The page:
The core of behavioral analytics is events. Events describe any action a user can perform in your application (like opening the app or creating an account, for example) or any activity associated with the user (like push notifications).
Sending optimal event data to your analytics platform is the single most important step toward understanding how your users are engaging with your product. If you’re too hasty in instrumenting your analytics you may never get the full value of your data.
Follow these 10 steps to start off analyzing user behavior the right way.
Step 1: Define your business and analytics goals
What type of company are you? What does your company care about? What kind of metrics and insights do you want to get from your analytics? What experiments will you want to run in the future? Depending on what stage of growth you’re at, you may focus on measuring onboarding funnels, retention, conversion, revenue, and more.
Step 2: Think about what events correspond with your business goals
It’s great to be able to track all the data you want, but if you start tracking everything without thinking about what value the data provides, you’ll quickly find yourself unable to sift through all the noise. Instead, think specifically about the critical paths that a user can take–that is, the sequence of actions a user can do, which aligns with the app’s core experience.
Example: Suppose you have a gaming app. A critical path in the onboarding flow for the app could be broken down into four distinct events: user opens app >> user registers >> user verifies account >> user completes tutorial
When starting out, make sure to track only the events that are essential to answering your business and analytics goals. If you need to, you can always add more events later.
Step 3: Organize your event taxonomy
Download our sample ‘gaming’ app event taxonomy.
Step 4: Understand how users are being identified
Most analytics platforms require you to configure some kind of identifier–a username or email, for example–in their mobile SDKs or HTTP API for keeping track of unique users. This lets you match data from multiple devices and sessions to one user. Because of this, it’s important to make sure the user ID is set to something that will not change.
Another important thing to note. Most analytics platforms count unique users when they ‘see’ a new device or a new user ID (if the user is signed in). A challenge arises when a device ‘anonymously’ logs an event that was actually performed by a user already in the system. Amplitude solves the challenge of attributing anonymous events to the right users by using the ‘amplitude_ID’ identifier.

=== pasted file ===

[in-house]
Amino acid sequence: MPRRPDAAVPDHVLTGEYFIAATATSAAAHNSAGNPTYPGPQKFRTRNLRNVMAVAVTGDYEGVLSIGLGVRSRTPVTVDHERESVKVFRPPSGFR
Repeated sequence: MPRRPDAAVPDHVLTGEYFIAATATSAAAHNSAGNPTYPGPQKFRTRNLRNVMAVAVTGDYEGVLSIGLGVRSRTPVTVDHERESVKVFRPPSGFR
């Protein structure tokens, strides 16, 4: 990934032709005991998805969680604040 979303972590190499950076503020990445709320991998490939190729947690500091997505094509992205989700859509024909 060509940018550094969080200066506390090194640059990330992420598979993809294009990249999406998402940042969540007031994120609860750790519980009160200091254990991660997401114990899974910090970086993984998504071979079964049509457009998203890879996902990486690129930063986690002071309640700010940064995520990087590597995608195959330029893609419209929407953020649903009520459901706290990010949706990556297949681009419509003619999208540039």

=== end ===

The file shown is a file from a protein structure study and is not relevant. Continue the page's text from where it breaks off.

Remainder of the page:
Step 5: Decide if you need cross-platform instrumentation
If you’re tracking data from mobile and web, iOS and Android–should you tie all your data together or keep them separate?
The answer to this question depends on your application itself. If you’re expecting user behavior to be different across platforms, you’ll want to know how each platform performs independently of the others; cross-platform instrumentation probably won’t be a priority.
If you want to understand user behavior holistically, irrespective of how they act on certain platforms, make sure that your analytics solution can do cross-platform instrumentation. Grocery shopping app Instacart is an excellent example of a product that utilizes cross-platform tracking; Instacart’s users span both mobile and web.
For more information on deciding cross-platform instrumentation vs. separate platform instrumentation, check out this article.
Step 6: Establish the ‘Minimum Viable Instrumentation’
Once you’ve spent some time thinking about how to set up your analytics and organizing your events, it’s time to start accessing some basic app metrics. You should now integrate your analytics solution’s mobile SDK and/or HTTP API and assign your user IDs.
Step 7: Track your events
Start tracking the events you brainstormed in Step 2. You don’t necessarily have to track every action possible in your app, but do make sure to track events that are key steps in onboarding, conversion, and retention.
Step 8: Set user properties and event properties
Assigning user properties and event properties can give you deeper insight into the behaviors your users are exhibiting as they engage with the app.
A user property describes attributes of an individual person using your app (e.g. age, gender, location). An event property describes a property of an event (e.g. how long someone performs the event).
Example: Going back to our gaming app example, here are some examples of user and event properties that we can set up for our onboarding flow.
Step 9: Check your instrumentation
How do you know if you’ve instrumented everything correctly? Use a test device to progress through the app. If you can view your analytics in real-time, you should be able to see your device firing events at each step. Be sure to check out these 10 Pitfalls To Avoid When Instrumenting Your Analytics. Once your test data works, it’s time to start sending live data.
Step 10: Understand user behavior
You’re all set! It’s time to slice and dice your data, create cohorts, run experiments, and see how users are engaging with your app.